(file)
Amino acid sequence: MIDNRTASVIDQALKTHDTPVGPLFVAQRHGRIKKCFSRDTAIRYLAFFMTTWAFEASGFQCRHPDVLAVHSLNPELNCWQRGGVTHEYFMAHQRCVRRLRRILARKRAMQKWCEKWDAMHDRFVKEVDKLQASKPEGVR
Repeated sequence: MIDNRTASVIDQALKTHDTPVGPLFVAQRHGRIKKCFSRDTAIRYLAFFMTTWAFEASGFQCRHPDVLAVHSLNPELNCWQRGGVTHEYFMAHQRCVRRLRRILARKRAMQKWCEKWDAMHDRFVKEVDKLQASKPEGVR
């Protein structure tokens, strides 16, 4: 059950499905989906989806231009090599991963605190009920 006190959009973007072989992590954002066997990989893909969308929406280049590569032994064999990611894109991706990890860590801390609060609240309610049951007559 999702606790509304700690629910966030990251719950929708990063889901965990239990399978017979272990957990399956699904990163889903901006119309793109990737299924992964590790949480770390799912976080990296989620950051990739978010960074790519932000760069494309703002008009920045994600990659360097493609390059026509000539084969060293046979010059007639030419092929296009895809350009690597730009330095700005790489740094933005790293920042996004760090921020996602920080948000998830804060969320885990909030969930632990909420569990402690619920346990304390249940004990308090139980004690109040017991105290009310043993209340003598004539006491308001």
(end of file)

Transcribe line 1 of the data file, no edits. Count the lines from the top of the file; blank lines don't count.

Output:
Amino acid sequence: MIDNRTASVIDQALKTHDTPVGPLFVAQRHGRIKKCFSRDTAIRYLAFFMTTWAFEASGFQCRHPDVLAVHSLNPELNCWQRGGVTHEYFMAHQRCVRRLRRILARKRAMQKWCEKWDAMHDRFVKEVDKLQASKPEGVR